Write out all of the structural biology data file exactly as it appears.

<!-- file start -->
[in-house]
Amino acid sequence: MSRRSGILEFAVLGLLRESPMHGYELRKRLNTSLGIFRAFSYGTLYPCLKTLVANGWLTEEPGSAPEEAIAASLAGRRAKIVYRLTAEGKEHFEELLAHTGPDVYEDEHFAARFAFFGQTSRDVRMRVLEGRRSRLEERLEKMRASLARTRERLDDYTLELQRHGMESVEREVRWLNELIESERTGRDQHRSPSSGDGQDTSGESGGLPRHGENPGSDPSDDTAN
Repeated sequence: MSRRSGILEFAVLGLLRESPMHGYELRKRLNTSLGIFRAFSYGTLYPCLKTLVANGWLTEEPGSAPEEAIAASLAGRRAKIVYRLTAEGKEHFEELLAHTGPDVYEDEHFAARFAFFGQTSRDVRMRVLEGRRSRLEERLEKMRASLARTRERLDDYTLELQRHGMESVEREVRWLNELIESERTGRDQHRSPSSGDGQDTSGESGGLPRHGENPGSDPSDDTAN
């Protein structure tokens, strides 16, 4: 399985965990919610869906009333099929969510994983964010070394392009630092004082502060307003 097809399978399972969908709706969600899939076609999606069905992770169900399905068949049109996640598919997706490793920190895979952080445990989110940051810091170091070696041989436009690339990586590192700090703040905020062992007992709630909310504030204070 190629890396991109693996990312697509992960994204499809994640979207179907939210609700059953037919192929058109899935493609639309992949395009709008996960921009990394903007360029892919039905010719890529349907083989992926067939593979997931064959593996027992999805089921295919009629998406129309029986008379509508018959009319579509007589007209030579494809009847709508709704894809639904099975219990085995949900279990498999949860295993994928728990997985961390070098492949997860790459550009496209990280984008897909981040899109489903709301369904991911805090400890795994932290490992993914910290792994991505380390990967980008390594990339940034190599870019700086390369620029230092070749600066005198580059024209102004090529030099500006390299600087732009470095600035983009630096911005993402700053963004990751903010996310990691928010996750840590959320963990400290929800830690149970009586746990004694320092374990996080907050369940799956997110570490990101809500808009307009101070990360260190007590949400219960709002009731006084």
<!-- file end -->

[in-house]
Amino acid sequence: MSRRSGILEFAVLGLLRESPMHGYELRKRLNTSLGIFRAFSYGTLYPCLKTLVANGWLTEEPGSAPEEAIAASLAGRRAKIVYRLTAEGKEHFEELLAHTGPDVYEDEHFAARFAFFGQTSRDVRMRVLEGRRSRLEERLEKMRASLARTRERLDDYTLELQRHGMESVEREVRWLNELIESERTGRDQHRSPSSGDGQDTSGESGGLPRHGENPGSDPSDDTAN
Repeated sequence: MSRRSGILEFAVLGLLRESPMHGYELRKRLNTSLGIFRAFSYGTLYPCLKTLVANGWLTEEPGSAPEEAIAASLAGRRAKIVYRLTAEGKEHFEELLAHTGPDVYEDEHFAARFAFFGQTSRDVRMRVLEGRRSRLEERLEKMRASLARTRERLDDYTLELQRHGMESVEREVRWLNELIESERTGRDQHRSPSSGDGQDTSGESGGLPRHGENPGSDPSDDTAN
């Protein structure tokens, strides 16, 4: 399985965990919610869906009333099929969510994983964010070394392009630092004082502060307003 097809399978399972969908709706969600899939076609999606069905992770169900399905068949049109996640598919997706490793920190895979952080445990989110940051810091170091070696041989436009690339990586590192700090703040905020062992007992709630909310504030204070 190629890396991109693996990312697509992960994204499809994640979207179907939210609700059953037919192929058109899935493609639309992949395009709008996960921009990394903007360029892919039905010719890529349907083989992926067939593979997931064959593996027992999805089921295919009629998406129309029986008379509508018959009319579509007589007209030579494809009847709508709704894809639904099975219990085995949900279990498999949860295993994928728990997985961390070098492949997860790459550009496209990280984008897909981040899109489903709301369904991911805090400890795994932290490992993914910290792994991505380390990967980008390594990339940034190599870019700086390369620029230092070749600066005198580059024209102004090529030099500006390299600087732009470095600035983009630096911005993402700053963004990751903010996310990691928010996750840590959320963990400290929800830690149970009586746990004694320092374990996080907050369940799956997110570490990101809500808009307009101070990360260190007590949400219960709002009731006084």